More people than ever are cutting the cord on pay TV and using an antenna, streaming services, or other entertainment sources for their couch-potato time. When asked their reasons for cord-cutting, more respondents said price was the No. 1 factor, according to TiVO's fourth-quarter Online Video and Pay-TV Trends report.

In fact, price was the only reason for cord-cutting that saw an increase from last year, up 6.6% to 86.7%. Fewer people are cutting the cord to watch streaming services (39.7%, down 8.6% from last year) or broadcast television over an antenna (23%, down 4.2% from last year), and more people are doing it just to save money, according to the survey.

That response is indicative of a vicious cycle facing the television industry. As subscribers cut the cord, pay-TV operators have been raising their prices to offset the subscriber losses, which, in turn, have been leading to a cycle of further customer defections and higher subscription costs.

A pair of scissors about to cut a cable wire.

Image source: Getty Images.

The price of cable keeps going up

Over the last couple of years, the price of pay TV has increased across the industry.

Comcast's (NASDAQ:CMCSA) monthly price increased about 3.5% on average from 2015 to 2017. Charter (NASDAQ:CHTR) and AT&T (NYSE:T) were worse, after benefiting from huge acquisitions of Time Warner Cable and DirecTV, respectively. Charter's average price in the fourth quarter was about 6.4% higher than in the fourth quarter of 2015. AT&T's average price was 5% higher than two years ago.

TiVO's survey found nearly 60% of pay-TV subscribers pay over $75 per month for service, and the percentage paying $76 or more increased 3.4% over last year. The vast majority of that migration came from subscribers who had been paying less than $50 for pay TV.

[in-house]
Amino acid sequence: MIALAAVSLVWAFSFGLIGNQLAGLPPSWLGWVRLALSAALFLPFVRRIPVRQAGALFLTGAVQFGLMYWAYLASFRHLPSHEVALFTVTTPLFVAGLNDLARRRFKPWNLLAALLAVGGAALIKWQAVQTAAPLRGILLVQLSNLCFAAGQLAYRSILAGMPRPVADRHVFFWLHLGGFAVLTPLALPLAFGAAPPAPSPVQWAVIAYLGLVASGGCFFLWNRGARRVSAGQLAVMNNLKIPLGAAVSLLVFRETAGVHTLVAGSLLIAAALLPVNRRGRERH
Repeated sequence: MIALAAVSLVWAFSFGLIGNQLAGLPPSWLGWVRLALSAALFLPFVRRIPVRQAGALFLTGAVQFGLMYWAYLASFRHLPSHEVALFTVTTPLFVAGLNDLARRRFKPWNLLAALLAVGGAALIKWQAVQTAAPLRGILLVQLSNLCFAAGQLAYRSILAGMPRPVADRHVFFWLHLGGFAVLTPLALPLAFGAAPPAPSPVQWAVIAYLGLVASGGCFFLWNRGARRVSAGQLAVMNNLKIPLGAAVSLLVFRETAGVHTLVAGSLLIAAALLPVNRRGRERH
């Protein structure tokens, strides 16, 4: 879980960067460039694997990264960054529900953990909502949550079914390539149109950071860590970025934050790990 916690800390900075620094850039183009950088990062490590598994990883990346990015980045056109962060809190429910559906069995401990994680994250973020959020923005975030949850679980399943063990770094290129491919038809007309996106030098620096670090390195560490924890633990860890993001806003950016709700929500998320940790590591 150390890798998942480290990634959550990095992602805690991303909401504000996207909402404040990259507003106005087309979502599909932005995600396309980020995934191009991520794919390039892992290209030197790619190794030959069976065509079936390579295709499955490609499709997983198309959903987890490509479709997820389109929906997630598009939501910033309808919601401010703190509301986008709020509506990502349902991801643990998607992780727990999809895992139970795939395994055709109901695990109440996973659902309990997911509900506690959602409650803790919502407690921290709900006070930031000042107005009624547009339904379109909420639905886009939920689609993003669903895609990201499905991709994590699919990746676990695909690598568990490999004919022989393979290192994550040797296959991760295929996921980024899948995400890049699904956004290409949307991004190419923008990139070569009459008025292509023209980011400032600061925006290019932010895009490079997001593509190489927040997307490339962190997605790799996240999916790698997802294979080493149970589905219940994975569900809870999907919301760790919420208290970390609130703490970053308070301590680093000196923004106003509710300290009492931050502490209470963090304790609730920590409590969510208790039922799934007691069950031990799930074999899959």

TV distributors are still feeling the pain

The increase in pricing is in part due to the increase in content expenses. Media companies typically increase the price of programming every year with built-in escalators in their contracts with distributors. But pay-TV companies ultimately set their own prices, and could further sacrifice margins in an effort to keep more subscribers.

Comcast, Charter, and AT&T have all seen an increase in total video revenue since 2015 despite falling subscribers. But programming expenses have climbed even faster. Comcast's programming expense was up nearly 23% last year compared to 2015. Charter's programming expense climbed over 18% in the same period even after gaining leverage with the Time Warner Cable deal. Meanwhile, video revenue is up in the mid single digits during the same period.

So, cable companies are already squeezing their margins on video subscribers. At some point, the sacrifices may have to come from the media companies themselves, which also feel the pain of each subscriber loss, but have been able to raise affiliate fees much more quickly.

But with the consolidation in the industry and the increasing ease of going direct-to-consumer, media companies have a growing amount of leverage in their negotiations with distributors. That could force cable companies to keep raising prices, which will result in a continued acceleration in cord-cutting.

Pay-TV companies are caught in a vicious cycle, and there's not much they can do about it. The effects of cord-cutting are only going to get worse, and revenue growth from video will soon trend toward revenue declines as it becomes harder to increase prices enough to offset subscriber losses.

Adam Levy has no position in any of the stocks mentioned. The Motley Fool recommends Comcast. The Motley Fool has a disclosure policy.